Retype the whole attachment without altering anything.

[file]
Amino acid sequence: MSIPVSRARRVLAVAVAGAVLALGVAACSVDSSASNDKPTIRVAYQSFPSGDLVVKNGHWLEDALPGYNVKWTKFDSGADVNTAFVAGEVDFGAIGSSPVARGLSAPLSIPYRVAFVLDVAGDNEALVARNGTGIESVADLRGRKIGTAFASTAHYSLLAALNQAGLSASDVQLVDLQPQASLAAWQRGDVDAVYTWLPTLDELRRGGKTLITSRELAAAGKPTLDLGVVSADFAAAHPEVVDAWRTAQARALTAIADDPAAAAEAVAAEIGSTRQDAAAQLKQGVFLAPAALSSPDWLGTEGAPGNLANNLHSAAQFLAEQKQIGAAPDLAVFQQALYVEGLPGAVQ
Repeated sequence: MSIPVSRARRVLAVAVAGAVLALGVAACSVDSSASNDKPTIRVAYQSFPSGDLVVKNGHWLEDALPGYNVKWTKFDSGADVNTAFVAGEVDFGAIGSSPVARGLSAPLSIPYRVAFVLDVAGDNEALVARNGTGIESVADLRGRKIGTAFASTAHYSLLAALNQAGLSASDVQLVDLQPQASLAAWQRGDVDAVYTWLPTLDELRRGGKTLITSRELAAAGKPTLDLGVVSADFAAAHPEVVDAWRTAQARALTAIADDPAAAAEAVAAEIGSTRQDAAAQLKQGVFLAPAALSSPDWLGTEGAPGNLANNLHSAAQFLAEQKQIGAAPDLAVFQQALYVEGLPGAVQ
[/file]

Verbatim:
Amino acid sequence: MSIPVSRARRVLAVAVAGAVLALGVAACSVDSSASNDKPTIRVAYQSFPSGDLVVKNGHWLEDALPGYNVKWTKFDSGADVNTAFVAGEVDFGAIGSSPVARGLSAPLSIPYRVAFVLDVAGDNEALVARNGTGIESVADLRGRKIGTAFASTAHYSLLAALNQAGLSASDVQLVDLQPQASLAAWQRGDVDAVYTWLPTLDELRRGGKTLITSRELAAAGKPTLDLGVVSADFAAAHPEVVDAWRTAQARALTAIADDPAAAAEAVAAEIGSTRQDAAAQLKQGVFLAPAALSSPDWLGTEGAPGNLANNLHSAAQFLAEQKQIGAAPDLAVFQQALYVEGLPGAVQ
Repeated sequence: MSIPVSRARRVLAVAVAGAVLALGVAACSVDSSASNDKPTIRVAYQSFPSGDLVVKNGHWLEDALPGYNVKWTKFDSGADVNTAFVAGEVDFGAIGSSPVARGLSAPLSIPYRVAFVLDVAGDNEALVARNGTGIESVADLRGRKIGTAFASTAHYSLLAALNQAGLSASDVQLVDLQPQASLAAWQRGDVDAVYTWLPTLDELRRGGKTLITSRELAAAGKPTLDLGVVSADFAAAHPEVVDAWRTAQARALTAIADDPAAAAEAVAAEIGSTRQDAAAQLKQGVFLAPAALSSPDWLGTEGAPGNLANNLHSAAQFLAEQKQIGAAPDLAVFQQALYVEGLPGAVQ